The Future of Car Ownership

The number of cars per 1,000 people in the United States is 809. That is the highest of any large rich country in the world. By comparison, Canada is 607, Japan 588, Germany 582, and the U.K. 519. Depending on whose numbers you believe the number of vehicles per household in the U.S. is either slightly more or slightly less than two.

The automotive industry is the largest manufacturing sector in the country. It is the largest retail business. And it accounts for 4.5% of private sector employment in the U.S.

But there are many recent statistics that suggest that car ownership has peaked and may be on a downward slide. According to Advisor Perspectives, an investment research company, the number of miles driven in the U.S. peaked in 2005 and has declined every year since. There are other studies that show a decline in interest in owning cars or in even getting a driver’s license.

Not all of the stats are headed in that direction. Industry sources predict that car sales in 2015 will be 2.4% over last year. And in the developing world it appears that folks in Africa, Asia and Latin America are buying cars as soon as they can afford them.

What is particularly noteworthy is the apparent lack of interest in car culture among younger Americans. The consumer group US PIRG found that driving by young people (16-34) decreased 23% between 2001 and 2009 (Millennials in Motion). The AAA Foundation for Highway Safety reported that between 1996 and 2010 the percentage of high school seniors with drivers licenses dropped from 85% to 73%.

There are some compelling reasons why society at large might welcome a decline in car ownership. Transportation is the second largest producer (behind power plants) of gas emissions. Cars take up more space per person than any other form of transit. In 2013 (most recent DOT stats), 32,000 people died as a result of motor vehicle accidents. The Economist estimated that one rental car can take the place of 15 owned vehicles (Seeing the Back of the Car).

taxi cab


But the reasons cited for what appears to be the beginning of a decline in car ownership are more personnel. The redevelopment of urban centers as attractive places to live, particularly for young people, makes car ownership both more expensive and less necessary. More young people socialize online and shop online. Most of us hate the traditional car buying process and we all hate traffic.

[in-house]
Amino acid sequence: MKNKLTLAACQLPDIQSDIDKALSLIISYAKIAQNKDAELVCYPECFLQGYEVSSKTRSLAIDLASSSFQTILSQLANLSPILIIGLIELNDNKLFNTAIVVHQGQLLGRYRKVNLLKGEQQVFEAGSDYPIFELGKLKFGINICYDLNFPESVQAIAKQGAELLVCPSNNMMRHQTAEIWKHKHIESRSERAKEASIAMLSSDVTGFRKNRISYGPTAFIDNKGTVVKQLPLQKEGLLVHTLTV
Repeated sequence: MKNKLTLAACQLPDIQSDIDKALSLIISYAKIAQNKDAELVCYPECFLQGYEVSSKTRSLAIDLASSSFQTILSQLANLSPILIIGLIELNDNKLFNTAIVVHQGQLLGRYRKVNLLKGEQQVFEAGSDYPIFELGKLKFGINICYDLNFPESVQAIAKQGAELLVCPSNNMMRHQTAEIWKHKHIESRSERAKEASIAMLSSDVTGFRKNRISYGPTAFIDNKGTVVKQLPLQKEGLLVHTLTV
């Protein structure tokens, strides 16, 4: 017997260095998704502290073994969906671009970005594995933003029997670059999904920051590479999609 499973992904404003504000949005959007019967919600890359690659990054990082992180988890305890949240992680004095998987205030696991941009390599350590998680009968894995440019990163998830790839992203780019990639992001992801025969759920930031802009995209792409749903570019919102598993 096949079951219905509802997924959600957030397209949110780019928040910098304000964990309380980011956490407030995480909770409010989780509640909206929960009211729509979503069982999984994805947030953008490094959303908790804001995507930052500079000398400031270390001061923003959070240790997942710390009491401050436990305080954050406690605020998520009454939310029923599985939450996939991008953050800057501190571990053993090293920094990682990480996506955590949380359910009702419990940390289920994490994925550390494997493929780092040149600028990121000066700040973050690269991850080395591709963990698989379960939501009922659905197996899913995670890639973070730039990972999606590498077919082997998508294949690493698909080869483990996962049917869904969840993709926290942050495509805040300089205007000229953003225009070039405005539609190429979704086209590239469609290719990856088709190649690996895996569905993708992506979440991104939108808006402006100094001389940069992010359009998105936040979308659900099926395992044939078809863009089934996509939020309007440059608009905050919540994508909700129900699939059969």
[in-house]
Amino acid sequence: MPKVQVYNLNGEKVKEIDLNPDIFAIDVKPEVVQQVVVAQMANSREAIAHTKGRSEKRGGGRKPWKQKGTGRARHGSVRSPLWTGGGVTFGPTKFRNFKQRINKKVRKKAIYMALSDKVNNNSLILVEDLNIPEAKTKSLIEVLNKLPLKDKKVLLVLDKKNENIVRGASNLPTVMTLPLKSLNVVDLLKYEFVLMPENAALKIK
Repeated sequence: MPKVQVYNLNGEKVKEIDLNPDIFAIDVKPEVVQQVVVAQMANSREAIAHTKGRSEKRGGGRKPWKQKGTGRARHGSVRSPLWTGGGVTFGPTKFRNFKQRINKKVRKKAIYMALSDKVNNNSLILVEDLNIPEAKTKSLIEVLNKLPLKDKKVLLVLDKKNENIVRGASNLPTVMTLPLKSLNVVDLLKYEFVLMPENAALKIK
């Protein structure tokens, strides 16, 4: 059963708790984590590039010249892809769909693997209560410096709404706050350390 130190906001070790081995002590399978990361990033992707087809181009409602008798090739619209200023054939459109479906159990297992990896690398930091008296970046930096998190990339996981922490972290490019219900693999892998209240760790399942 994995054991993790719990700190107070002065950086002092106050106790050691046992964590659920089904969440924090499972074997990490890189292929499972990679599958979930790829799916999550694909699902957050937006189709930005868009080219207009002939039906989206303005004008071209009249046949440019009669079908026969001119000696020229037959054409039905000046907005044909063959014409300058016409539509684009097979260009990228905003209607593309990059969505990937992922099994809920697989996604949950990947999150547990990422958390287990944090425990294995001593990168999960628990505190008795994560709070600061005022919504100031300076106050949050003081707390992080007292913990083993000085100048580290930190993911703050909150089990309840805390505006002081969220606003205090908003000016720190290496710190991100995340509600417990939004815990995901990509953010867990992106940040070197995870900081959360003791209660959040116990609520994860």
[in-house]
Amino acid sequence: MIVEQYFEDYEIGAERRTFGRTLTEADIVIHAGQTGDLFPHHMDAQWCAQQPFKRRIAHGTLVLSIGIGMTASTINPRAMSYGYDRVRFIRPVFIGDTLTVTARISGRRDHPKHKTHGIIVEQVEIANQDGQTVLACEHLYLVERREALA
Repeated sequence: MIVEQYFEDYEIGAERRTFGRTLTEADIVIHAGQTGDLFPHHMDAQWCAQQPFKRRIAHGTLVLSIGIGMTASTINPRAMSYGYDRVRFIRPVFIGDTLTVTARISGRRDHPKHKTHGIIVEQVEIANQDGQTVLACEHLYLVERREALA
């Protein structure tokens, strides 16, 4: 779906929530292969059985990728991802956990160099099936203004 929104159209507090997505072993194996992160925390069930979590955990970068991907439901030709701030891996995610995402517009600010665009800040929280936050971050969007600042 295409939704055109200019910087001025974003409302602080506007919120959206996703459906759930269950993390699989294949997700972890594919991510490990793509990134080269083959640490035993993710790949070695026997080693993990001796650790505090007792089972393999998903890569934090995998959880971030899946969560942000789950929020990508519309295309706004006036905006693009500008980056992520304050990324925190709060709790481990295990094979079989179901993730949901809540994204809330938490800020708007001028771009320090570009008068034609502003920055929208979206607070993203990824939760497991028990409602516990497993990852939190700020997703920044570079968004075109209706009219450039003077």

There are also some pretty substantive economic issues like the cost of vehicles, gas and insurance, the later being especially high for young drivers. For college graduates, the growth in student loans may have put the squeeze on other types of loans.  The rise of telecommuting has lessened the need for the car-based commute.

At this point what we are seeing is what has been termed “car peak.” But there are also some things on the horizon which could totally transform private car ownership: technology and the rise of the on-demand, sharing economy.

Automotive technology is clearly headed in the direction of the driverless car. A study by the University of Michigan Transportation Research Institute predicts that driverless cars would cut car ownership in half. Their conclusion is largely based on calculating the number of two-car and multi-car households that would no longer need more than one vehicle.

No more room


But even without the autonomous car, ride-sharing services like Uber and Lyft and car sharing services like Zipcar are beginning to raise questions about the value of owning your own car. For urban dwellers in particular, who in addition to car payments, insurance, maintenance and gas, also may have to pay a couple hundred dollars a month in garage fees, ownership is starting to look like a less-advantageous option.

By the end of last year, Uber said it was providing a million rides a day. Zipcar now has 900,000 members using 10,000 vehicles.

At some point these two developments, driverless cars and ride sharing services, will merge. If you can, with a couple of clicks on your phone. summon a driverless car that will show up in a couple minutes and economically take you wherever you’re going, it starts to look a lot better than bringing your own car in for an oil change every few months.